This morning I had breakfast with Joe and Martha. Joe and I go back a ways. Martha and I just met this morning, and she started the breakfast conversation with this: “I remember when Joe came home from your class and declared we were only going to have one conversation at a time at the dinner table with only one person speaking at a time. It took some fist pounding by Joe, but we got there. And as a result, we found that our fifth daughter had a voice!”

Sometimes chaotic conversations are wonderful. Other times a slower pace with more attention and listening is what’s needed.

My grandmother, Esther, had one request each Christmas—that for two hours at some time during the holidays, everyone would be in the same room talking. No games, television, or distractions were allowed. Only one person could speak at a time, and the youngest person got to start. And then after that person finished, he or she would pick the next person to speak. Sure, people got excited and jumped in from time to time, but for the most part the talk flowed as intended. Those were conversations everyone in the family remembers fondly, even though it took the iron will of my grandmother to make them happen.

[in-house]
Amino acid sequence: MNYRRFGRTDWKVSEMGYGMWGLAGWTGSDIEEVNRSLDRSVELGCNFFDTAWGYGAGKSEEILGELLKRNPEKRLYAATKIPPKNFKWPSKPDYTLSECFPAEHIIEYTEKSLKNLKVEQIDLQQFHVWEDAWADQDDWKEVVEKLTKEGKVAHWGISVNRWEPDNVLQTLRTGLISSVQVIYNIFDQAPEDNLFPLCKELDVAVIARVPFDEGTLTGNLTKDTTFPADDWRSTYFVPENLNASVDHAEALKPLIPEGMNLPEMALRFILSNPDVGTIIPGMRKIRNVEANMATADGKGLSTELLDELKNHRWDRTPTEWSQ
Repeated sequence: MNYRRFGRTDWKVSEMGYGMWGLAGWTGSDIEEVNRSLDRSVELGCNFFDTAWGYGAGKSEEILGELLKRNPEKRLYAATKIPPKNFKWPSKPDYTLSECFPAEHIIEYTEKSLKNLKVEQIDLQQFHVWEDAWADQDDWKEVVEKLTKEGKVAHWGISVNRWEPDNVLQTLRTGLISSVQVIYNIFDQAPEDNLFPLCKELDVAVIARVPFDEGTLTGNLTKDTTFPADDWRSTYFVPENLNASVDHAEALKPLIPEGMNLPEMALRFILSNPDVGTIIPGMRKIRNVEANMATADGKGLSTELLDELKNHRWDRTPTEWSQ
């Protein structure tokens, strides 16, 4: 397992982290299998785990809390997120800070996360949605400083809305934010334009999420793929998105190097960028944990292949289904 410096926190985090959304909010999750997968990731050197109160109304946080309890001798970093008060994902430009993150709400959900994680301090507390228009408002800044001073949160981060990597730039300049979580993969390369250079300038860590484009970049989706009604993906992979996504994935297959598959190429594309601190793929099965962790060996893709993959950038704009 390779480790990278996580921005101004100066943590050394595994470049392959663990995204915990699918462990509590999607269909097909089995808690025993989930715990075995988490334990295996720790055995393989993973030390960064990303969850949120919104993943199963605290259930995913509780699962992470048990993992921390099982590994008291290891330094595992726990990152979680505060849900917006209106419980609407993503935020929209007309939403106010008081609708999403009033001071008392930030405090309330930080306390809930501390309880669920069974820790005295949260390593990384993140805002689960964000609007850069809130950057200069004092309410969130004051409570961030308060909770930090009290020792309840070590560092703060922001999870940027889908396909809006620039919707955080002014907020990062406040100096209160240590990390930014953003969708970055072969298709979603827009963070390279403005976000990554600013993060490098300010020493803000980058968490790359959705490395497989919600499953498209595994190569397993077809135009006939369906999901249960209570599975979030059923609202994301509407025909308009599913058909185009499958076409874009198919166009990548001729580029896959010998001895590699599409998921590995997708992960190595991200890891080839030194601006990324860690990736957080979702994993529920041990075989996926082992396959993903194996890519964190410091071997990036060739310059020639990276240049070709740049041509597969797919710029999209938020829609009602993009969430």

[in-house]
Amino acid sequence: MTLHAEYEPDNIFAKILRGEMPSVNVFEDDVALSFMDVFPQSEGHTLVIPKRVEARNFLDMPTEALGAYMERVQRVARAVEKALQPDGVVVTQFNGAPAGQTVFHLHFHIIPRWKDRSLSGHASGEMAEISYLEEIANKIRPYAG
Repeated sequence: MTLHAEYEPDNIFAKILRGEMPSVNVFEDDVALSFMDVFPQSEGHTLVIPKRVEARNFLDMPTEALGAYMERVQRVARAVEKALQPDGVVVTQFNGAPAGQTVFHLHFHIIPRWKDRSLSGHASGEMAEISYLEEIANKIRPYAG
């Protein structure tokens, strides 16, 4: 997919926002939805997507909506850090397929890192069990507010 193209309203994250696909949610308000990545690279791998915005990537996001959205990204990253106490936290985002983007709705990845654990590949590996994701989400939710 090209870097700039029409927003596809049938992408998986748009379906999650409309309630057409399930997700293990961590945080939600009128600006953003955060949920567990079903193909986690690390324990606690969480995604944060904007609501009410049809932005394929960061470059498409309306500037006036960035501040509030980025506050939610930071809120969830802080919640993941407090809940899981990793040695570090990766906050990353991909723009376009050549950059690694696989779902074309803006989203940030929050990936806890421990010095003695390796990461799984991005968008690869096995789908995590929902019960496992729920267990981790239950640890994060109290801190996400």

Creating opportunities for children to express themselves doesn’t require fist pounding or an iron will. Giving kids a chance to be heard simply takes slowing down, focusing attention, and being willing to listen.


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